- Oyster – most popular to grow among beginners; perfect for Asian cuisine
- Button – the most commonly available found in many grocery stores
- Chanterelle – considered a gourmet mushroom; has an intense flavor
While there are other types that you can grow, most aquaponics gardeners recommend oyster mushrooms, especially for first-timers. This type of mushroom is versatile enough to withstand a wide range of temperatures. Shiitake is another option that’s also relatively easy to grow.
Requirements for Growing Mushrooms in Aquaponics Gardens
Below are some of the factors to consider when growing aquaponic mushrooms:
Mushrooms love cold environments, so to produce the best quantity and quality of mushrooms in your aquaponics garden, maintain temperatures of 63 to 68 deg F and humidity of 80 percent or higher. Keeping temperatures consistently over 74 deg can result in stunted growth, and beyond 86 deg F can kill the mushroom mycelium (the fungi’s vegetative body that produces mushrooms).
Ideally, the growing environment should be kept dark, but allowing some light won’t hurt the mushrooms. In fact, the mycelium is encouraged to fruit into mushrooms with a few hours of light – no more than 5 hours a day.
There are a couple of media options you can consider when growing mushrooms in aquaponics gardens. The best you can do is to mimic how they grow in the wild, which is by:
- Providing standing logs in your media bed – the logs should be inoculated with oyster mushrooms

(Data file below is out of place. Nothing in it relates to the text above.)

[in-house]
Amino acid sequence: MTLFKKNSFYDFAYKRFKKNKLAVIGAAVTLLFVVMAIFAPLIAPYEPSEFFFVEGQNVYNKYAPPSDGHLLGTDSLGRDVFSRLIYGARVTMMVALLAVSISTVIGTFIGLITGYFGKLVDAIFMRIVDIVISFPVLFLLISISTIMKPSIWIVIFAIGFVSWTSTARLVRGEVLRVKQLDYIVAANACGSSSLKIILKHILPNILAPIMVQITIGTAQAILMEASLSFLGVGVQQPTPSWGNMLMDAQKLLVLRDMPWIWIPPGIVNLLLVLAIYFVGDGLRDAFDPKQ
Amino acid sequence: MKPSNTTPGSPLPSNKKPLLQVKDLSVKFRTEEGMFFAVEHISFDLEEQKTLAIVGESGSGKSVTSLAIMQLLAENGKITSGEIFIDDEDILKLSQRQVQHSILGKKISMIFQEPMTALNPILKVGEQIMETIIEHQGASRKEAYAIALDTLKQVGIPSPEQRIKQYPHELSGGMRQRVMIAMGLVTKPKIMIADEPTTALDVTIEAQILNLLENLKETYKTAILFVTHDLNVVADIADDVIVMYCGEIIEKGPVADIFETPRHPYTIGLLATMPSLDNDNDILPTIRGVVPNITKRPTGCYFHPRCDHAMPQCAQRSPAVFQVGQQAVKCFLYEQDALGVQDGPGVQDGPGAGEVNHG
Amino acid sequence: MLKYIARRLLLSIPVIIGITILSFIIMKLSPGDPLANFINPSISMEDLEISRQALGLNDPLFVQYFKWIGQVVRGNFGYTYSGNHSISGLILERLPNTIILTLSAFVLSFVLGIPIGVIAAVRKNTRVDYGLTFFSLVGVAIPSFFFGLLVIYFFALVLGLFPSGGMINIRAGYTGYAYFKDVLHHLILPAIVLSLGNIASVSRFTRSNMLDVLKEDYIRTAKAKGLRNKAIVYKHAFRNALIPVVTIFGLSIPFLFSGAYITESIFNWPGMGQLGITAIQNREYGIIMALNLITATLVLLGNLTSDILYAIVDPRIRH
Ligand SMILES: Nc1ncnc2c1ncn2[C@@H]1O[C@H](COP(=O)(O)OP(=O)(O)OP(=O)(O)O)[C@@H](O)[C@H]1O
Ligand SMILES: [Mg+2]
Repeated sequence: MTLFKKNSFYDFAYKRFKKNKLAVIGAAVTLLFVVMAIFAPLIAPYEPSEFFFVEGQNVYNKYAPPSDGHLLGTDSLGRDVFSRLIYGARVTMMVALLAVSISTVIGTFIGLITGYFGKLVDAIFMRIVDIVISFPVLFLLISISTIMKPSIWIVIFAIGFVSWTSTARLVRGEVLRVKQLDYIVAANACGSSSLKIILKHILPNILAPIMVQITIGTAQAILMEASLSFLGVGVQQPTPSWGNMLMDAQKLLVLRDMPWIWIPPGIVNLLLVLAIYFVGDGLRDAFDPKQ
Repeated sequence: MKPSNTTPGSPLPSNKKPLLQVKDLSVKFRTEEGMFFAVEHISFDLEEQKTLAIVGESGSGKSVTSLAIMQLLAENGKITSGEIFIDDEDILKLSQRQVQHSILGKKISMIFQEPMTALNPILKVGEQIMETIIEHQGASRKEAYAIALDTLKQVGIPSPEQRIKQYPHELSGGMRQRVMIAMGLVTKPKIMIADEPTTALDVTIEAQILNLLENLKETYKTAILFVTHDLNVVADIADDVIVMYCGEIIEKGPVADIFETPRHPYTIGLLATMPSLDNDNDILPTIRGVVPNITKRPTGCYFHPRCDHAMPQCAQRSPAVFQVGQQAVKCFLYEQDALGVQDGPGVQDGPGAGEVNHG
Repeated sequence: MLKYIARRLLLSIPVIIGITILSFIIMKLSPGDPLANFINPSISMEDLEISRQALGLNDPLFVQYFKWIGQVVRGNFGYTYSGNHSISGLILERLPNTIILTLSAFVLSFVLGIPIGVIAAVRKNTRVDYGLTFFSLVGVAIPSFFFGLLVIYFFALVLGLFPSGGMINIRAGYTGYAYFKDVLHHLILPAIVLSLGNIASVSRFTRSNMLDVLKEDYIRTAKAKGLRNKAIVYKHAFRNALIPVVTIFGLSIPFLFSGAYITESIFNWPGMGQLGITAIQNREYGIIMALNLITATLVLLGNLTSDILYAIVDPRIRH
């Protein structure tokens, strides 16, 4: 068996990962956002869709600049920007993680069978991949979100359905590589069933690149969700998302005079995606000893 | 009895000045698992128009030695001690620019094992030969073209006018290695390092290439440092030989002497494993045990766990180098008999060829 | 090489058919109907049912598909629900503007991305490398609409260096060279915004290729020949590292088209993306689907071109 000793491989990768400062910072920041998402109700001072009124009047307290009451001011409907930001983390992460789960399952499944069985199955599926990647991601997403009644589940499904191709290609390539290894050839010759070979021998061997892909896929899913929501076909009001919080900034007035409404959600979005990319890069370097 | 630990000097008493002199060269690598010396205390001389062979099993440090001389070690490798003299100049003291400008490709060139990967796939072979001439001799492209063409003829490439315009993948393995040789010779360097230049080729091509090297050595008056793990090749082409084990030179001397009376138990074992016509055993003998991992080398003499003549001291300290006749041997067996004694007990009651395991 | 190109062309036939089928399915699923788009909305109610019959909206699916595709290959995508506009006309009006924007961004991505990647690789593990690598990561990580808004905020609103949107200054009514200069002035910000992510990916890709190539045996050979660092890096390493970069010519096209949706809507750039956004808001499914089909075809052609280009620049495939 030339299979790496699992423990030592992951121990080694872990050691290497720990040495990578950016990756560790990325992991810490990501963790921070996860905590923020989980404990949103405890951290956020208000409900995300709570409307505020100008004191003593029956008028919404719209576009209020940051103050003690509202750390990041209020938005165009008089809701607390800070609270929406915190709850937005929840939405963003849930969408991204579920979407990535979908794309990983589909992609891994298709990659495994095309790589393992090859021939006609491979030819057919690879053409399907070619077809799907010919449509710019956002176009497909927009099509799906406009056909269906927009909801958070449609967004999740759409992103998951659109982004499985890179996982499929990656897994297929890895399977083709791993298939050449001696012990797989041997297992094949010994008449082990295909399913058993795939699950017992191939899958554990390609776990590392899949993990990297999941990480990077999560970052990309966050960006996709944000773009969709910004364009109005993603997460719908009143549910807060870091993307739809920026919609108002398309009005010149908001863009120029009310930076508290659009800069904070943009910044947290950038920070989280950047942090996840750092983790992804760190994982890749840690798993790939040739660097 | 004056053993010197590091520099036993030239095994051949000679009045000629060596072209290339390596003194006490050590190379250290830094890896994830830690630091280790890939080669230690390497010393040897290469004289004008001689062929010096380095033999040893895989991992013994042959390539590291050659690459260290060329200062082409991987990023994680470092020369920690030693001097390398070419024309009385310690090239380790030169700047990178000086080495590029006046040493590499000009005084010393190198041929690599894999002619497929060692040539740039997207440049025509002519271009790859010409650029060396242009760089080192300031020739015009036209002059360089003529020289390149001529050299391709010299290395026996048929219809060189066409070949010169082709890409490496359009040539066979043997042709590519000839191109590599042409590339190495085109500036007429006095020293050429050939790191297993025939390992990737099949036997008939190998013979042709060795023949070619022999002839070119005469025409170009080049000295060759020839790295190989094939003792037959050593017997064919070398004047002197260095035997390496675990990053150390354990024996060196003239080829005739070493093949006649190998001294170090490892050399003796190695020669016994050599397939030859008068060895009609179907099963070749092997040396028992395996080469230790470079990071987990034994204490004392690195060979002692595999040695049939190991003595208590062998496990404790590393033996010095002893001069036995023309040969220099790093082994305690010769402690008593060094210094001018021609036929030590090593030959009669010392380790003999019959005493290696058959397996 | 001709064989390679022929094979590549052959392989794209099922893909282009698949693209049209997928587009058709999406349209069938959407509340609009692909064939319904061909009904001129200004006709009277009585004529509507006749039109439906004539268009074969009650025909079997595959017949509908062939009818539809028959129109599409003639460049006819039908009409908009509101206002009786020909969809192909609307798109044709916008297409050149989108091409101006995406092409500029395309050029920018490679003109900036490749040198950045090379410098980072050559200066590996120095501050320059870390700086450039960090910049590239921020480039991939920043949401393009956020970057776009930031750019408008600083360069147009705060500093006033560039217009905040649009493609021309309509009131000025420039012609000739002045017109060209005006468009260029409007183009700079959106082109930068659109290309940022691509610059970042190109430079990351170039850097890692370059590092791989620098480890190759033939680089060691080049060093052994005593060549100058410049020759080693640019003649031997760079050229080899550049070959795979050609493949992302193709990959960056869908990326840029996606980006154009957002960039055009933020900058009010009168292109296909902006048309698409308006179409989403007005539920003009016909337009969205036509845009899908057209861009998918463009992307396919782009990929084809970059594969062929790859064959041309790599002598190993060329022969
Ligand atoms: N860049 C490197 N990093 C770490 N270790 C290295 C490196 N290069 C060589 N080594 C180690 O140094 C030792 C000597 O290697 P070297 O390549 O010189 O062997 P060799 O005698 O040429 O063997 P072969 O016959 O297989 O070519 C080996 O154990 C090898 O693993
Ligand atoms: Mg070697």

- Building mound beds in your garden of veggies – in this option, you can use moist gravel or the expanded clay aggregate
Another option is to purchase growing kits. Some aquaponic growers go this route and then place the kits on the media bed. Depending on the variety, some kits produce mushrooms that can be harvested within weeks.
The general rule when harvesting homegrown mushrooms is to do it when the convex caps have turned concave or when the heads are round. Remember that size should not be an indicator of a harvest-ready mushroom. If you have growing kits, the supplier should have instructions on harvest time.
Fish Type To Consider
Fish types that thrive in cool waters are a great match for mushrooms in an aquaponics setup. Crappie is a good fish to consider as they like cool waters, but they can also be tolerant of temperature changes. They also need to be in a pH range of 7 to 8. Keep in mind that it is generally better not to mix crappie with other fish types.
Common Problems When Growing Mushrooms
Some beginner mushroom growers will find that their inoculated logs didn’t produce fruit. If this happens to you, know that you’re most likely dealing with slow harvest time. Some mushrooms can take years to start fruiting, so you may need to be patient. However, there are things you can do to speed things up a little bit, such as:
- Misting your inoculated logs
- Soaking your logs in cold water for 24 hours
- Improving airflow, making sure your setup is well-ventilated
At some point, you might also find yourself growing mushrooms with deformities, such as long stems or cracked caps. These issues usually result from too much moisture, inadequate lighting, or poor ventilation. Though mushrooms don’t need much light, you still need to provide a source of diffused light, especially for growing spawns.